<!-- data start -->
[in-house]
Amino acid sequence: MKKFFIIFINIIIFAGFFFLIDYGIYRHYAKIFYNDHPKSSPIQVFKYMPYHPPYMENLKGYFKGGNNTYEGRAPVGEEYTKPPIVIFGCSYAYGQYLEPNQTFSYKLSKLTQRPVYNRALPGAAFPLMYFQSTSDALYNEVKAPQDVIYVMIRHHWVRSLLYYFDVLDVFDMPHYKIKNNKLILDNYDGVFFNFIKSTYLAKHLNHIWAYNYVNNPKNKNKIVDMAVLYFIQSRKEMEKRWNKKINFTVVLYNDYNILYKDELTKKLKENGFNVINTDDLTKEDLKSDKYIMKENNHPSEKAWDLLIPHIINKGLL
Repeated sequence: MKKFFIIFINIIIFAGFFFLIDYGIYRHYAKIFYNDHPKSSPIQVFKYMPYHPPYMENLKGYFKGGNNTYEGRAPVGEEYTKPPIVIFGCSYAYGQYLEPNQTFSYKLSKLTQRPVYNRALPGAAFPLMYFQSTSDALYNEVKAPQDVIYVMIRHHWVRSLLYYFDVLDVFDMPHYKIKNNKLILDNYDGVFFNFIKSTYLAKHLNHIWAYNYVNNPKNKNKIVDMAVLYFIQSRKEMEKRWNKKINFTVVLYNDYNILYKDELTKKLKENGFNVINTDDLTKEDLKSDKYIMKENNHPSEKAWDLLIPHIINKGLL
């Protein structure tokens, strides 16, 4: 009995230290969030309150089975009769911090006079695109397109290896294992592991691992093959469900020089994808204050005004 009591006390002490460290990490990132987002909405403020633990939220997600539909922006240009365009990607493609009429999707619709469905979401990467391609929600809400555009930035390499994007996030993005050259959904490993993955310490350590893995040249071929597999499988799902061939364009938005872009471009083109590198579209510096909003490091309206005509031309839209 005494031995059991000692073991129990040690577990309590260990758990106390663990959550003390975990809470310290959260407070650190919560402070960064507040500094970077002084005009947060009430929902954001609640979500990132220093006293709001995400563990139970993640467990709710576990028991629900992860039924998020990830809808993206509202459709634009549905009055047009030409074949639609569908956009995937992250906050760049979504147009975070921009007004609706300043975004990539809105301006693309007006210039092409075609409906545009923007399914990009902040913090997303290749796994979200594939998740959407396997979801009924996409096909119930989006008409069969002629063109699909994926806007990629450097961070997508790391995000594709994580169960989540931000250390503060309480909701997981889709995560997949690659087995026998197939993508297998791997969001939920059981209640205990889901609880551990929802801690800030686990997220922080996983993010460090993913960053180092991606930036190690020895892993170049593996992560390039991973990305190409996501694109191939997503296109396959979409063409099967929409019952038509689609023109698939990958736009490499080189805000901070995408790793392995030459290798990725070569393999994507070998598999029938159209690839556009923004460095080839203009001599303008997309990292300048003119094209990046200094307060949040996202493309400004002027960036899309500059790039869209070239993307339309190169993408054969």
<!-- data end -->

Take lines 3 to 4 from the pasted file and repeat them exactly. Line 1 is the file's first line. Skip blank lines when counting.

Repeated sequence: MKKFFIIFINIIIFAGFFFLIDYGIYRHYAKIFYNDHPKSSPIQVFKYMPYHPPYMENLKGYFKGGNNTYEGRAPVGEEYTKPPIVIFGCSYAYGQYLEPNQTFSYKLSKLTQRPVYNRALPGAAFPLMYFQSTSDALYNEVKAPQDVIYVMIRHHWVRSLLYYFDVLDVFDMPHYKIKNNKLILDNYDGVFFNFIKSTYLAKHLNHIWAYNYVNNPKNKNKIVDMAVLYFIQSRKEMEKRWNKKINFTVVLYNDYNILYKDELTKKLKENGFNVINTDDLTKEDLKSDKYIMKENNHPSEKAWDLLIPHIINKGLL
């Protein structure tokens, strides 16, 4: 009995230290969030309150089975009769911090006079695109397109290896294992592991691992093959469900020089994808204050005004 009591006390002490460290990490990132987002909405403020633990939220997600539909922006240009365009990607493609009429999707619709469905979401990467391609929600809400555009930035390499994007996030993005050259959904490993993955310490350590893995040249071929597999499988799902061939364009938005872009471009083109590198579209510096909003490091309206005509031309839209 005494031995059991000692073991129990040690577990309590260990758990106390663990959550003390975990809470310290959260407070650190919560402070960064507040500094970077002084005009947060009430929902954001609640979500990132220093006293709001995400563990139970993640467990709710576990028991629900992860039924998020990830809808993206509202459709634009549905009055047009030409074949639609569908956009995937992250906050760049979504147009975070921009007004609706300043975004990539809105301006693309007006210039092409075609409906545009923007399914990009902040913090997303290749796994979200594939998740959407396997979801009924996409096909119930989006008409069969002629063109699909994926806007990629450097961070997508790391995000594709994580169960989540931000250390503060309480909701997981889709995560997949690659087995026998197939993508297998791997969001939920059981209640205990889901609880551990929802801690800030686990997220922080996983993010460090993913960053180092991606930036190690020895892993170049593996992560390039991973990305190409996501694109191939997503296109396959979409063409099967929409019952038509689609023109698939990958736009490499080189805000901070995408790793392995030459290798990725070569393999994507070998598999029938159209690839556009923004460095080839203009001599303008997309990292300048003119094209990046200094307060949040996202493309400004002027960036899309500059790039869209070239993307339309190169993408054969």